DuPont will close its biorefinery in Vonore, a facility that was built as a partnership with the state of Tennessee contributing $70 million to research and develop a biofuel industry in East Tennessee, reports The Daily Times of Maryville.
The refinery started as a joint project between DuPont Danisco Cellulosic Ethanol LLC and The University of Tennessee Research Foundation. In 2007, the state legislature approved $70.5 million in total investment for the project, including $40.7 million for land acquisition, facilities construction and equipment.
A groundbreaking ceremony for the 74,000-square-foot facility in the Niles Ferry Industrial park in Vonore, took place in October 2008, and an official ribbon cutting was held in late January 2010.
The facility is a “demonstration-scale biorefinery” where DuPont has been researching ways to use crops like switchgrass to make cellulosic ethanol. The Vonore site had the capability of producing 250,000 gallons of ethanol annually, according to a 2013 story in The Daily Times.
A DuPont spokesman confirmed to The Daily Times this week that the company is closing the facility “in an effort to streamline operations.”
“DuPont partnered with the state of Tennessee to build and operate this pilot facility in 2009. DuPont entered the partnership to develop the technology to scale up next-generation cellulosic ethanol technology to commercial capacity,” said the statement attributed to Jan Koninckx, global business director for advanced biofuels.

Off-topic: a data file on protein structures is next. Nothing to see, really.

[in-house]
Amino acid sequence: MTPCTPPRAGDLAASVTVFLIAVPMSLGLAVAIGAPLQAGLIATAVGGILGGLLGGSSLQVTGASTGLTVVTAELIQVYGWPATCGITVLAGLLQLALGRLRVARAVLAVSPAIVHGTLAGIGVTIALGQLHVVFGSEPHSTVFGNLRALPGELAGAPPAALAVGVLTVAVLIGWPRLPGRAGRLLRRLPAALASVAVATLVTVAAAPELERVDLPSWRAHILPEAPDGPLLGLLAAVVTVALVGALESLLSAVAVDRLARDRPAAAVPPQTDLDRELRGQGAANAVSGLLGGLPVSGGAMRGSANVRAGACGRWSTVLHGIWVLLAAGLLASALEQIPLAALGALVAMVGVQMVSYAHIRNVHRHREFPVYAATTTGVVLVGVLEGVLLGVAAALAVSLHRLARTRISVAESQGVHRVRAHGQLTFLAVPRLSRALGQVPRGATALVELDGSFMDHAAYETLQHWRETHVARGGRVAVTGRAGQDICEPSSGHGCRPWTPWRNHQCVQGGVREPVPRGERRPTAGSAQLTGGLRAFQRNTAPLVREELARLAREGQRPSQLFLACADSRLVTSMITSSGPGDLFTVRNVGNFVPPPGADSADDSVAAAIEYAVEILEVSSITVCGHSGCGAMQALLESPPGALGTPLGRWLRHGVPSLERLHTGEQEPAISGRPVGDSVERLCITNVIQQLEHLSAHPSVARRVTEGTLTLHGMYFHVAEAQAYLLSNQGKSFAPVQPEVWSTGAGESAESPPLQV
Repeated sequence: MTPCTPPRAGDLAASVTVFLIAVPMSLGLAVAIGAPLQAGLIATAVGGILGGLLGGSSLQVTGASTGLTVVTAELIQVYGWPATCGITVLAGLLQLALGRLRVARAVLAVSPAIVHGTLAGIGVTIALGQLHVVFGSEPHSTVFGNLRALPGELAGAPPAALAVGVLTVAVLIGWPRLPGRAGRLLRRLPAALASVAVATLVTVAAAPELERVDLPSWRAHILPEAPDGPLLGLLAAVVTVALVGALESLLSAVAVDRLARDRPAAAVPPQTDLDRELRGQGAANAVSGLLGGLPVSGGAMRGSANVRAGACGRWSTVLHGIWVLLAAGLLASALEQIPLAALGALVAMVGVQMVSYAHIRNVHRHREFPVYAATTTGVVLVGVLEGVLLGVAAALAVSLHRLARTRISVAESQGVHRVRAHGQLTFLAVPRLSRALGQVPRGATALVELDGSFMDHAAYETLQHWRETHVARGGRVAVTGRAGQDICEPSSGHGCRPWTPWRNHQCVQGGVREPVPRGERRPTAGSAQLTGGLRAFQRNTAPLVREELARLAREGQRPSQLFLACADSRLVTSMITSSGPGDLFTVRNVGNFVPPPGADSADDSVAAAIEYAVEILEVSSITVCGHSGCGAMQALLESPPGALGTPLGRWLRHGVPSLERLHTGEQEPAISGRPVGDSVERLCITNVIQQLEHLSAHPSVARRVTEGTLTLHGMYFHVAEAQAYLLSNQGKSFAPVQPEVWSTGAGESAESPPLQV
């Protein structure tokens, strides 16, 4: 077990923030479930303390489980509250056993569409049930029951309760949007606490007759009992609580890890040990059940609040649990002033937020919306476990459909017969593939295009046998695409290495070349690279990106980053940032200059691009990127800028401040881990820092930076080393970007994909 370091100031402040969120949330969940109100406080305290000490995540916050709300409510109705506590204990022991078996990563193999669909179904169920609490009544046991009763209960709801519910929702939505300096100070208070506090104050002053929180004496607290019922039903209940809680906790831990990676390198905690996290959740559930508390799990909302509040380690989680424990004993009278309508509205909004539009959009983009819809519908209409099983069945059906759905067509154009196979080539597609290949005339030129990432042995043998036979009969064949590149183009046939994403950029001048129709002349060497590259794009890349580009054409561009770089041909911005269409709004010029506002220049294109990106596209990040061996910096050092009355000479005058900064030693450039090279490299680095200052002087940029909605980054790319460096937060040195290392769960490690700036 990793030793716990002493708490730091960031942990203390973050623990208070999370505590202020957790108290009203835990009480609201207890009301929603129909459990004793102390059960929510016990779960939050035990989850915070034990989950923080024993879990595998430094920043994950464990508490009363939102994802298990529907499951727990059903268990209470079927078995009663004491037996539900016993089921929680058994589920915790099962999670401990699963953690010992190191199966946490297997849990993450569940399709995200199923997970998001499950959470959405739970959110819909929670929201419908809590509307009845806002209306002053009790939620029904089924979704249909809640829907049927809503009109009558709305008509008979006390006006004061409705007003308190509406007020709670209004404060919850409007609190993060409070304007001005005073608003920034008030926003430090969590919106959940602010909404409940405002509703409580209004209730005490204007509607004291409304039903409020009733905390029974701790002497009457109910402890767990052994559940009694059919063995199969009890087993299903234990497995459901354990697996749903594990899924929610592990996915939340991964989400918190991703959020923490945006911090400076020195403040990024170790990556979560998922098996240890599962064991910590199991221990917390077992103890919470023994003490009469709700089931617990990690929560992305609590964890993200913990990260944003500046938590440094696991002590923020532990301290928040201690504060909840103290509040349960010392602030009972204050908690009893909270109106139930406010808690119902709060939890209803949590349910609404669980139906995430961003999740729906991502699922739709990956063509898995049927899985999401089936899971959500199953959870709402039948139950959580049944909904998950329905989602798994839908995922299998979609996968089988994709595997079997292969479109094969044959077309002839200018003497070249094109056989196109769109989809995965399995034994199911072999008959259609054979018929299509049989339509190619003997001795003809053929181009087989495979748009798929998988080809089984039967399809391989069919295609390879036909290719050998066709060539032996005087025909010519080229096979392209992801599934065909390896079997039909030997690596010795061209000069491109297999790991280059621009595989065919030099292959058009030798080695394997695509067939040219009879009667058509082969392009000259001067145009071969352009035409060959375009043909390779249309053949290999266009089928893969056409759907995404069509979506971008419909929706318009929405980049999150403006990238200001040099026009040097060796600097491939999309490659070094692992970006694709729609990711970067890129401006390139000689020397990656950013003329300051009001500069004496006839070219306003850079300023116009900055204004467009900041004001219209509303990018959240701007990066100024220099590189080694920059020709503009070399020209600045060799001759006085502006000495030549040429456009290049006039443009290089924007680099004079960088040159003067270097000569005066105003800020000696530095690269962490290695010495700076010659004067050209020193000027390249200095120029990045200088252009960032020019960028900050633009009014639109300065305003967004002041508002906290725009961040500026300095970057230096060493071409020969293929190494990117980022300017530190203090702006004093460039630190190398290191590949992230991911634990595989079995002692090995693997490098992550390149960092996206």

“That core mission has been fulfilled as demonstrated by DuPont’s recently opened 30 million gallon per year cellulosic ethanol facility in Nevada, Iowa,” the statement said.
The Iowa facility is one of the first commerical-scale cellulosic biorefineries in the world and uses corn stover — the cobs, leaves and stalks left after harvest — to produce cellulosic ethanol. DuPont predicts the $225 million facility will produce 30 million gallons of cellulosic ethanol per year. It opened on Oct. 30 of this year.
“DuPont remains committed to the commercialization of cellulosic biofuel and will focus its resources on its Iowa facility and securing technology licensing opportunities around the world,” the statement said.
The statement noted that DuPont has invested over $85 million in the Vonore piloting facility, “contributing substantially to the local economy.”
Note: The project was funded under former Democratic Gov. Phil Bredesen, though embraced by Republicans including Gov. Bill Haslam and U.S. Sen. Lamar Alexander. (See, for example, previous posts HERE and HERE. As mentioned in the latter, legislators on the Fiscal Review Committee critically questioned the project at one point, but nothing came of that.)
(Hat tip, Knoxviews)